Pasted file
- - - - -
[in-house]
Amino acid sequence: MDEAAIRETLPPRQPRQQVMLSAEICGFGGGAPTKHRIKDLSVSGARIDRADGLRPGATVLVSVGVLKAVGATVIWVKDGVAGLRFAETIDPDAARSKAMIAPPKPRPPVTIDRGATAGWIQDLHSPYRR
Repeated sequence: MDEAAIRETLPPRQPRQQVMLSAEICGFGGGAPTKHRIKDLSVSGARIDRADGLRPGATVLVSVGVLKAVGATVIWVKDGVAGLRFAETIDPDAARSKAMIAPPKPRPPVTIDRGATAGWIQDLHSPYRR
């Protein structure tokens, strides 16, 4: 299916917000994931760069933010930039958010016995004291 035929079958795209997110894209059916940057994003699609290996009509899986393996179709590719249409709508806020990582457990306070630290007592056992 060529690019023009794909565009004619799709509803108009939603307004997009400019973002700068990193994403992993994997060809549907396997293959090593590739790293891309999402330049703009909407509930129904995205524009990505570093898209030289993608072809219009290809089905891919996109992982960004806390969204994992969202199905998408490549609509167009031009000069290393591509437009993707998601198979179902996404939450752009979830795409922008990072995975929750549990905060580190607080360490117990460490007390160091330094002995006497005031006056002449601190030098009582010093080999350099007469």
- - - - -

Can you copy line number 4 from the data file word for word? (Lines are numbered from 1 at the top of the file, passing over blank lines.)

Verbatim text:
């Protein structure tokens, strides 16, 4: 299916917000994931760069933010930039958010016995004291 035929079958795209997110894209059916940057994003699609290996009509899986393996179709590719249409709508806020990582457990306070630290007592056992 060529690019023009794909565009004619799709509803108009939603307004997009400019973002700068990193994403992993994997060809549907396997293959090593590739790293891309999402330049703009909407509930129904995205524009990505570093898209030289993608072809219009290809089905891919996109992982960004806390969204994992969202199905998408490549609509167009031009000069290393591509437009993707998601198979179902996404939450752009979830795409922008990072995975929750549990905060580190607080360490117990460490007390160091330094002995006497005031006056002449601190030098009582010093080999350099007469």